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Oct 24, 2012

Prasa bidder Dudula Rail aims to start local manufacturing in 2017

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Stadler Rail business development VP Fellice Massaro discusses Dudula Rail's bid to manufacture passenger trains for Prasa's rolling stock renewal programme. Recorded on 24/10/12. Camerawork: Nicholas Boyd, Editing: Shane Williams.
 
 
 
Engineering|Johannesburg|Africa|Design|Dudula|rail|Rolling Stock|rolling-stock|Stadler South Africa|Sustainable|Training|Africa|South Africa|Switzerland|Dudula Plant|Stadler South Africa Facility|Switzerland Plant|Manufacturing|Manufacturing Facility|Manufacturing Passenger Trains|Media Briefing|Felice Massaro|Infrastructure|South Africa
Engineering||Africa|Design|rail|Rolling Stock|rolling-stock|Sustainable|Training|Africa|||Manufacturing||Infrastructure|
engineering|johannesburg|africa-company|design|dudula|rail|rolling-stock|rolling stock|stadler-south-africa|sustainable|training|africa|south-africa|switzerland|dudula-plant|stadler-south-africa-facility|switzerland-plant|manufacturing|manufacturing-facility|manufacturing-passenger-trains|media-briefing|felice-massaro|infrastructure|south-africa-region
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Dudula Rail, a consortium comprising Stadler Rail from Switzerland, ABB South Africa and Naledi Rail Engineering, would start manufacturing passenger trains in South Africa by 2017, if it were selected preferred bidder for the Passenger Rail Agency of South Africa’s (Prasa’s) 20-year rolling stock renewal programme.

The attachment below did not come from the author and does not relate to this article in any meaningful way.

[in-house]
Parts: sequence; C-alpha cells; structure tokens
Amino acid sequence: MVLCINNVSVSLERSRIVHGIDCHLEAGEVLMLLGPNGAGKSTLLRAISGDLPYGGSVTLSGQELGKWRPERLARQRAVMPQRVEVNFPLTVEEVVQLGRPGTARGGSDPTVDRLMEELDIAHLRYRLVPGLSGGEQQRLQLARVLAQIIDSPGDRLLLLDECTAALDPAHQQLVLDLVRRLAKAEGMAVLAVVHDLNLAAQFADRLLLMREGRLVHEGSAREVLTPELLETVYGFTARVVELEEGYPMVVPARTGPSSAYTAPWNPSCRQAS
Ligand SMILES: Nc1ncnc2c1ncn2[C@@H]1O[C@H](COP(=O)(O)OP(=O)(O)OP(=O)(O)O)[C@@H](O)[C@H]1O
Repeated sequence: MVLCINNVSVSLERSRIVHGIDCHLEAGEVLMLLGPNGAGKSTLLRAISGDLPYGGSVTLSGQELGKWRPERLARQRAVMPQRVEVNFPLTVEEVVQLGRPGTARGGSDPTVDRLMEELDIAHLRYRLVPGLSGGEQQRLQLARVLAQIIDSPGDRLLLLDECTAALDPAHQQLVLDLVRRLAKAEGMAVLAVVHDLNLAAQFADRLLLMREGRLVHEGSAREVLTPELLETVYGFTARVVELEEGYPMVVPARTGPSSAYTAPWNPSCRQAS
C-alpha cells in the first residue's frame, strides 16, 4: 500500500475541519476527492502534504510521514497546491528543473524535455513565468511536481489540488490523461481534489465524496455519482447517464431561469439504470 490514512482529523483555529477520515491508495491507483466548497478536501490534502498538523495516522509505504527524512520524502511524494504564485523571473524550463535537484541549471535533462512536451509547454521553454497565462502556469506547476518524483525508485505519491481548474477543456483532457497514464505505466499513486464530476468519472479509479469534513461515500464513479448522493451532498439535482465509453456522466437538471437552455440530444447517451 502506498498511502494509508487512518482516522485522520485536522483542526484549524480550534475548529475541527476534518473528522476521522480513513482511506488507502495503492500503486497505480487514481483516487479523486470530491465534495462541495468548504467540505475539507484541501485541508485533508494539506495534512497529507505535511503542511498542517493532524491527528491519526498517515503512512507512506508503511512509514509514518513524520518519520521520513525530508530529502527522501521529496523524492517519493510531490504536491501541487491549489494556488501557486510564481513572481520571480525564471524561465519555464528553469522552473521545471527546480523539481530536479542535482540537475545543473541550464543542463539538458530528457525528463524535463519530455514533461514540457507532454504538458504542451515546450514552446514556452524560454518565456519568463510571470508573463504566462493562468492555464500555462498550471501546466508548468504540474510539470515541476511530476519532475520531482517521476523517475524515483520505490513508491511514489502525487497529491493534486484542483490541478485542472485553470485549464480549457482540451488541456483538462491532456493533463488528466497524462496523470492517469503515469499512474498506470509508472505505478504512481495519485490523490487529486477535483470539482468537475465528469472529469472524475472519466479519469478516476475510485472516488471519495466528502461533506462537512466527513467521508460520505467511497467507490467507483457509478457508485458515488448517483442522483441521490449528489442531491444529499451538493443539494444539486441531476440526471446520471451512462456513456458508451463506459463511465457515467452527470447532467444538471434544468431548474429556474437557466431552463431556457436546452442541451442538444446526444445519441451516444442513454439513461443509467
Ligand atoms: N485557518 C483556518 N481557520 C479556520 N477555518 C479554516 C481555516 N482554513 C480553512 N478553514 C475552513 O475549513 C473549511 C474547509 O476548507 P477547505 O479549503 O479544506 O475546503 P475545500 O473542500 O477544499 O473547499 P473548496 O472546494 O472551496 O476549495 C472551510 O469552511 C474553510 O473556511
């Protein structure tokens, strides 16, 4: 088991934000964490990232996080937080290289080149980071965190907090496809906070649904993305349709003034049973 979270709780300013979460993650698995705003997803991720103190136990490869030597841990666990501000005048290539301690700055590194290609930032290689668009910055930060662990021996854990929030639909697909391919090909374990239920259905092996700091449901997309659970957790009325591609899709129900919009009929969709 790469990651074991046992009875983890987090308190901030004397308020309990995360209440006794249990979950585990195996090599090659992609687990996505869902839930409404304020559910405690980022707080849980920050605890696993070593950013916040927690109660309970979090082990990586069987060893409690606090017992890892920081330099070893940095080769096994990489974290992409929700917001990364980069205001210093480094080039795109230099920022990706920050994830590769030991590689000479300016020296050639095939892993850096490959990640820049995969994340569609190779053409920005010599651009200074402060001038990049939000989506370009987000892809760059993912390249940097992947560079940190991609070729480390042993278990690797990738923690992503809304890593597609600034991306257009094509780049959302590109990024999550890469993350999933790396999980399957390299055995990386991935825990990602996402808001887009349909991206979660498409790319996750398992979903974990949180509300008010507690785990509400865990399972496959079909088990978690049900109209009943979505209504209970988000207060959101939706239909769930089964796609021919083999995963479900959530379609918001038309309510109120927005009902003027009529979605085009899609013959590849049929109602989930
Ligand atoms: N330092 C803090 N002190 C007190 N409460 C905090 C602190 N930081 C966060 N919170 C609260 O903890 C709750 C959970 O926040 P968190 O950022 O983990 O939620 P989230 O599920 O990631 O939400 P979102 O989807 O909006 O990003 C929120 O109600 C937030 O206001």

Dudula is competing against six other bidders for the Prasa tender, valued at R123-billion.

As part of the bid requirements, Dudula would construct a manufacturing facility in South Africa, employing about 1 000 people and manufacturing up to 350 units a year.

Stadler business development VP Felice Massaro said at a media briefing, in Johannesburg, that Dudula would start making the first train in Switzerland by Prasa’s financial close, which was in June 2013.

It expects to move production to South Africa about two years after the first train is delivered, in April 2015.

Local workers would initially be deployed at the Switzerland plant, where they would receive training.

Massaro said Prasa had not yet fixed the number of units to be provided, but that it did make available a budget of R5.1-billion a year.

“[If Dudula wins the bid] Prasa will take four types of trains that are based on the same design; they will differ in terms of interior and overhead lines. Prasa is acquiring internal arrangements to fit different customer needs.”

The proposed trains was designed to run at a speed of 120 km/h; however, Prasa had requested a minor cost upgrade to increase the speed to 160 km/h, he said.

With Stadler eyeing the sub-Saharan market once established in South Africa, Massaro indicated that a second plant could be constructed at a later stage. “Africa is the place we want to be for the next twenty years.”

He explained that the workers and infrastructure at the Dudula plant could be moved to the Stadler South Africa facility after the bid is complete.

“The supply chain will be mostly local and will be supported to increase the local capacity and technology level,” Massaro said.

He added that the consortium also aimed to transfer skills and cooperate with universities to create a sustainable railway culture in South Africa.

As Dudula was created for the sole purpose of providing rolling stock to Prasa’s rolling stock renewal programme, the company would be deregistered if not awarded the contract.

Prasa earlier reported that it anticipated appointing the preferred bidder by the end of November.

Edited by: Mariaan Webb
Creamer Media Senior Researcher and Deputy Editor Online
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